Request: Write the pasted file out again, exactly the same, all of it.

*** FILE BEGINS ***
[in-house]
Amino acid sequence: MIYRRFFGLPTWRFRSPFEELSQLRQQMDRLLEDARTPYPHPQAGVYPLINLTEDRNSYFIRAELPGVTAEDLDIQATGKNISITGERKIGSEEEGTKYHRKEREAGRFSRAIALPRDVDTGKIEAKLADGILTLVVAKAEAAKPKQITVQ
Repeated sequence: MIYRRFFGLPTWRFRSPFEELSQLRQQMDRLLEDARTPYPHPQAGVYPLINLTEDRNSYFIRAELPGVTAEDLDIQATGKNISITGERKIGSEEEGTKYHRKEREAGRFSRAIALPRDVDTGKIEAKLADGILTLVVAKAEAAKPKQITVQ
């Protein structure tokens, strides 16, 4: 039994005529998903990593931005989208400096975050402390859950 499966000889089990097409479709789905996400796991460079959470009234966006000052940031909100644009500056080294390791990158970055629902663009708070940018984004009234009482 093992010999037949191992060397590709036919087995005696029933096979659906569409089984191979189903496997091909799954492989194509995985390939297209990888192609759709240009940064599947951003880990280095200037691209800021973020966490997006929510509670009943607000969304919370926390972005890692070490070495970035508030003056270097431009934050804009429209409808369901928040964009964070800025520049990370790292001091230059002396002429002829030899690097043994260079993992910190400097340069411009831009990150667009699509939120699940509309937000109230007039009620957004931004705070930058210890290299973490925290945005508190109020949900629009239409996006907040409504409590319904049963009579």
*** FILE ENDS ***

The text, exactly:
[in-house]
Amino acid sequence: MIYRRFFGLPTWRFRSPFEELSQLRQQMDRLLEDARTPYPHPQAGVYPLINLTEDRNSYFIRAELPGVTAEDLDIQATGKNISITGERKIGSEEEGTKYHRKEREAGRFSRAIALPRDVDTGKIEAKLADGILTLVVAKAEAAKPKQITVQ
Repeated sequence: MIYRRFFGLPTWRFRSPFEELSQLRQQMDRLLEDARTPYPHPQAGVYPLINLTEDRNSYFIRAELPGVTAEDLDIQATGKNISITGERKIGSEEEGTKYHRKEREAGRFSRAIALPRDVDTGKIEAKLADGILTLVVAKAEAAKPKQITVQ
């Protein structure tokens, strides 16, 4: 039994005529998903990593931005989208400096975050402390859950 499966000889089990097409479709789905996400796991460079959470009234966006000052940031909100644009500056080294390791990158970055629902663009708070940018984004009234009482 093992010999037949191992060397590709036919087995005696029933096979659906569409089984191979189903496997091909799954492989194509995985390939297209990888192609759709240009940064599947951003880990280095200037691209800021973020966490997006929510509670009943607000969304919370926390972005890692070490070495970035508030003056270097431009934050804009429209409808369901928040964009964070800025520049990370790292001091230059002396002429002829030899690097043994260079993992910190400097340069411009831009990150667009699509939120699940509309937000109230007039009620957004931004705070930058210890290299973490925290945005508190109020949900629009239409996006907040409504409590319904049963009579």